This bit from John chapter 21 is one of my favorite parts in all of scripture. But to really know why I like this text so much, we need to rewind one full chapter. Chapter 20 is full of what Jesus does after the resurrection. He meets Mary Magdalene in the garden and she mistakes him for the gardner. Later on, Jesus walks into the room where his disciples are gathered together, hiding in fear. They did not expect Jesus’ death and they’re not sure what to do next. Jesus shows up to say hello and he makes a plan to come back the following week. But not everyone was in the room that first time. The Apostle Thomas didn’t believe what his friends told him. So Jesus responds by making sure Thomas is in the room when he shows up, and Jesus invites Thomas to see the holes in his hands and side. And then, after these stories, the entire chapter ends with a conclusion telling us that the gospel of John doesn’t report everything Jesus said and did – but it shares what we need for a full life with God. These last verses wrap up the entire book. It truly the end of the story. But then we turn the page and Jesus is there, inviting us to breakfast. The gospel according to John is supposed to end with Chapter 20. But it doesn’t. Jesus’ story with his disciples, continues. When we get to those moments in our life that feel like endings; when we get to those moments when disease or death draws our loved ones away from us, scripture tells us that our story, with Jesus, continues. And that story starts with an invitation.

Invitations can be powerful things. An invitation connects us to new experiences, new people, and new ideas. An invitation can bring people and communities into our lives that we never knew before. And an invitation is why I am here today. My first experience with T. was through his daughter-in-law, A. She called my church office when I was away from my desk so my parish administrator took a message and left it for me. On a piece of bright pink paper with the words “While You Were Out” on top, there was a name, a phone number, and a short note asking me to call back. Right there, in black ink, was my invitation into the story God had already written in the life of T.C. Sr. But I’ve also learned that this wasn’t the only invitation to show up this week. An invitation from one of T. and R.’s neighbors is what connected them to our church. And when I talked to their neighbor last Sunday before worship started, she shared with me that she had extended an invitation to R. over breakfast – and she was thrilled to find R. later that morning, waiting for the bus to church. This same neighbor made sure to invite me to meet R. And as I sat with R. in the back pews, before worship started, I got a taste of who T. was. I was honored and blessed to see the love R. has for him. I heard about his faith and his heart. And I felt the sorrow and sadness all deaths bring but also witnessed the thankfulness we have for the special people God brings into our lives.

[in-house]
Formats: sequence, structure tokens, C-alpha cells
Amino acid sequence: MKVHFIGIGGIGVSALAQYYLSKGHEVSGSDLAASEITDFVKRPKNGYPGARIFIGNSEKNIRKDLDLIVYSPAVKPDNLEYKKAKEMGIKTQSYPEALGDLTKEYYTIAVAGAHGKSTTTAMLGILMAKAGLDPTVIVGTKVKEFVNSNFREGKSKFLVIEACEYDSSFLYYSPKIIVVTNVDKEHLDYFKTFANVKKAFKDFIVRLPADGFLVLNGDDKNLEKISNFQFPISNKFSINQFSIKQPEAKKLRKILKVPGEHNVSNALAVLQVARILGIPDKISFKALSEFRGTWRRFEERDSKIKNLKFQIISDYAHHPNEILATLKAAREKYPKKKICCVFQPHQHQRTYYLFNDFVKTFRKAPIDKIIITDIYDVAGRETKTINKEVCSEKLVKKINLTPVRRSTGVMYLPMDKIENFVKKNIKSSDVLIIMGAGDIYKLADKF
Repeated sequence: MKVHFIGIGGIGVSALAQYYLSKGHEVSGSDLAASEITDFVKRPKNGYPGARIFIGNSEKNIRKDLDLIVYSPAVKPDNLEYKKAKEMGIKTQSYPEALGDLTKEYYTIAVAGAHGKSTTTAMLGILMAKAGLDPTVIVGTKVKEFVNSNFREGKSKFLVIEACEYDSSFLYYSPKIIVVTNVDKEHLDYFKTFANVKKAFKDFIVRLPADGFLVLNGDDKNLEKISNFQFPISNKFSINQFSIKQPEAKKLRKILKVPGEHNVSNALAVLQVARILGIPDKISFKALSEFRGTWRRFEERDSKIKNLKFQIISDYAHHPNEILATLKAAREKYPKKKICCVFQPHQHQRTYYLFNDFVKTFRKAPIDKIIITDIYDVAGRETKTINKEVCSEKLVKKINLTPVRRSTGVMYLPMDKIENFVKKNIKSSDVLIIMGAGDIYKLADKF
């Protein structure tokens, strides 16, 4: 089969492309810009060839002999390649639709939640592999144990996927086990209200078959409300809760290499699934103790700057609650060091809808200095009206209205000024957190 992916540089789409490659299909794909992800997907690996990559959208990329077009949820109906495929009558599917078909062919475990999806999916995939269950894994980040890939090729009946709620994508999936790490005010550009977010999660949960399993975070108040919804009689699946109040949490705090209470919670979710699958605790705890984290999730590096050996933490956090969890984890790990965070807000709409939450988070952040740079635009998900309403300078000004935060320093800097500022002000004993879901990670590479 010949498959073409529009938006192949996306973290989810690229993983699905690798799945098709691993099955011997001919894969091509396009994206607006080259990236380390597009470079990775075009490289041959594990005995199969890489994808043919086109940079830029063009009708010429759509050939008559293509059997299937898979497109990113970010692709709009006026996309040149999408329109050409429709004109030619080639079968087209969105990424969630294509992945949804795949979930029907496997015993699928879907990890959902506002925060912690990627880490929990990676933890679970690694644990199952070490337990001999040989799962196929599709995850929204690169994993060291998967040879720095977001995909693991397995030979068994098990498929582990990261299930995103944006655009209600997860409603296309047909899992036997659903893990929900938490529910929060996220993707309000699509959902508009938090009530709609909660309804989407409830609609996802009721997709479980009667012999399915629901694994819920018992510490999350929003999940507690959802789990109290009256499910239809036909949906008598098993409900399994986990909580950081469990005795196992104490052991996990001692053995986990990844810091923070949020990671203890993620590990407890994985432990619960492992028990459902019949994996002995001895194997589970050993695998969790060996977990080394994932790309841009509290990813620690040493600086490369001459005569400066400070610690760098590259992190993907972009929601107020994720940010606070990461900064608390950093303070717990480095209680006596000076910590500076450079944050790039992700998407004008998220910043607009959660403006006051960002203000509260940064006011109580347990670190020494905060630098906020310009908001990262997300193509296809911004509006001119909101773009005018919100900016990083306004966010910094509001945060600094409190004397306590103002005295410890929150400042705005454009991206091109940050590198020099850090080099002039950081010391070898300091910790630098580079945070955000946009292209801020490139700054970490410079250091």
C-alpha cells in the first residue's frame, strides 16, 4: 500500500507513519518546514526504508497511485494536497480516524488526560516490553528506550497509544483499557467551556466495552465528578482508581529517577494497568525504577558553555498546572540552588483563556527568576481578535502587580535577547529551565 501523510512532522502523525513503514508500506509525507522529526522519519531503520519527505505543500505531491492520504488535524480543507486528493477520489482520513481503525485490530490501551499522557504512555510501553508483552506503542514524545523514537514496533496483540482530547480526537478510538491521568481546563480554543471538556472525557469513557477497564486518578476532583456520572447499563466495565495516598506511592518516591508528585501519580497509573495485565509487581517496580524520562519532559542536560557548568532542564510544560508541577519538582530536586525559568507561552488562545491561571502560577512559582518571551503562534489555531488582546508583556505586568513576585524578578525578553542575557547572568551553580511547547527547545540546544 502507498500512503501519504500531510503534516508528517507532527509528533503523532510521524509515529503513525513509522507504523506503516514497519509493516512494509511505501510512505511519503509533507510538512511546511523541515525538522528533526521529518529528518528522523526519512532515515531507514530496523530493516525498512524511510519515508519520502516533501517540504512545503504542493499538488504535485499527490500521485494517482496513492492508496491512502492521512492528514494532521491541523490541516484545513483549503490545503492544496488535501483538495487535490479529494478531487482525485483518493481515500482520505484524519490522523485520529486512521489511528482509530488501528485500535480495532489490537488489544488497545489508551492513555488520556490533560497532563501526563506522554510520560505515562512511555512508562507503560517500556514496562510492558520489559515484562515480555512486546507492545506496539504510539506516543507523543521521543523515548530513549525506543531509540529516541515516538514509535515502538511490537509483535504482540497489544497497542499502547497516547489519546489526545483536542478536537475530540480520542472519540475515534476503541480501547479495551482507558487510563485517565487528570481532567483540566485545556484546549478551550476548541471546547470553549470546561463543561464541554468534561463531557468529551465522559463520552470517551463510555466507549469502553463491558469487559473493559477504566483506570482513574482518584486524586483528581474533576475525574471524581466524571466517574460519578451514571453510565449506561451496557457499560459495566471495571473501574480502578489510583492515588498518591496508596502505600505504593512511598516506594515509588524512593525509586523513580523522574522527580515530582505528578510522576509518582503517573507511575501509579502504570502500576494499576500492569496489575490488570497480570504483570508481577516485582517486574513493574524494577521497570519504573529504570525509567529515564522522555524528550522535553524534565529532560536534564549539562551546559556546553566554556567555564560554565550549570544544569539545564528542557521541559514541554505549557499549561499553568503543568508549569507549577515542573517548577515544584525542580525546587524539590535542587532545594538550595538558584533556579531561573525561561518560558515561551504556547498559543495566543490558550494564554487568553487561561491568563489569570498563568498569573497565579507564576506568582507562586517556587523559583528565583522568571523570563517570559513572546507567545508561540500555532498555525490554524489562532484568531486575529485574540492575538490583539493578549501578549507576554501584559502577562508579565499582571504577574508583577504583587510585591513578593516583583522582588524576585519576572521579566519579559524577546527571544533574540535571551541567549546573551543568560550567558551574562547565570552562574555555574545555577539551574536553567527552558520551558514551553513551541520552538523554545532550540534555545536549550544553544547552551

I never knew T. but I know that you did. All of you are a testament to the life he lived. It was a life that began with an invitation to know God – an invitation God extended and made true to T. in his baptism. And in the years since, Jesus’ invitation to be with T., no matter what, was an invitation Jesus never walked away from. T.’s weariness is now gone. His burden is light. And he is now discovering the fullness of love that Jesus’ invitation brings while basking in the eternal light of our glorious Lord, forever and ever.

Amen.

A sermon on John 21:1-12 at a memorial service held a Funeral Home in Tenafly on 11/30/2017.

Surprise! A surprising text and a surprising God

[Jesus said to the disciples: ] “When the Son of Man comes in his glory, and all the angels with him, then he will sit on the throne of his glory. All the nations will be gathered before him, and he will separate people one from another as a shepherd separates the sheep from the goats, and he will put the sheep at his right hand and the goats at the left. Then the king will say to those at his right hand, ‘Come, you that are blessed by my Father, inherit the kingdom prepared for you from the foundation of the world; for I was hungry and you gave me food, I was thirsty and you gave me something to drink, I was a stranger and you welcomed me, I was naked and you gave me clothing, I was sick and you took care of me, I was in prison and you visited me.’ Then the righteous will answer him, ‘Lord, when was it that we saw you hungry and gave you food, or thirsty and gave you something to drink? And when was it that we saw you a stranger and welcomed you, or naked and gave you clothing? And when was it that we saw you sick or in prison and visited you?’ And the king will answer them, ‘Truly I tell you, just as you did it to one of the least of these who are members of my family, you did it to me.’ Then he will say to those at his left hand, ‘You that are accursed, depart from me into the eternal fire prepared for the devil and his angels; for I was hungry and you gave me no food, I was thirsty and you gave me nothing to drink, I was a stranger and you did not welcome me, naked and you did not give me clothing, sick and in prison and you did not visit me.’ Then they also will answer, ‘Lord, when was it that we saw you hungry or thirsty or a stranger or naked or sick or in prison, and did not take care of you?’ Then he will answer them, ‘Truly I tell you, just as you did not do it to one of the least of these, you did not do it to me.’ And these will go away into eternal punishment, but the righteous into eternal life.”